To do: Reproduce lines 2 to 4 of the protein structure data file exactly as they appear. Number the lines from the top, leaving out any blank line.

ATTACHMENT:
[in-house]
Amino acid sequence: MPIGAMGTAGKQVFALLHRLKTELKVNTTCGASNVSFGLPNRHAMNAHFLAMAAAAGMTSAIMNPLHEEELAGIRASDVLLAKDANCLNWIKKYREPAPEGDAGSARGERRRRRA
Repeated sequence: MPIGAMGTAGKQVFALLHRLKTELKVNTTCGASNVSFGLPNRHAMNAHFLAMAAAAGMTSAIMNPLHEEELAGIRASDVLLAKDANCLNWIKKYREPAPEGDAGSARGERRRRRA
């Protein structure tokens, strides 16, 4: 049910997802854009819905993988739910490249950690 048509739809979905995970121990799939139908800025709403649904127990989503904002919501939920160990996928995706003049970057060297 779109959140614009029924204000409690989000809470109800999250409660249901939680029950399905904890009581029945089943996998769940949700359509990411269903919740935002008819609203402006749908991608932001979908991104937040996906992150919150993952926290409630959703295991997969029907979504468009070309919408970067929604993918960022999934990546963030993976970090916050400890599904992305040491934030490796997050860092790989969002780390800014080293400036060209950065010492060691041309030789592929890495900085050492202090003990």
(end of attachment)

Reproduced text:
Amino acid sequence: MPIGAMGTAGKQVFALLHRLKTELKVNTTCGASNVSFGLPNRHAMNAHFLAMAAAAGMTSAIMNPLHEEELAGIRASDVLLAKDANCLNWIKKYREPAPEGDAGSARGERRRRRA
Repeated sequence: MPIGAMGTAGKQVFALLHRLKTELKVNTTCGASNVSFGLPNRHAMNAHFLAMAAAAGMTSAIMNPLHEEELAGIRASDVLLAKDANCLNWIKKYREPAPEGDAGSARGERRRRRA
């Protein structure tokens, strides 16, 4: 049910997802854009819905993988739910490249950690 048509739809979905995970121990799939139908800025709403649904127990989503904002919501939920160990996928995706003049970057060297 779109959140614009029924204000409690989000809470109800999250409660249901939680029950399905904890009581029945089943996998769940949700359509990411269903919740935002008819609203402006749908991608932001979908991104937040996906992150919150993952926290409630959703295991997969029907979504468009070309919408970067929604993918960022999934990546963030993976970090916050400890599904992305040491934030490796997050860092790989969002780390800014080293400036060209950065010492060691041309030789592929890495900085050492202090003990």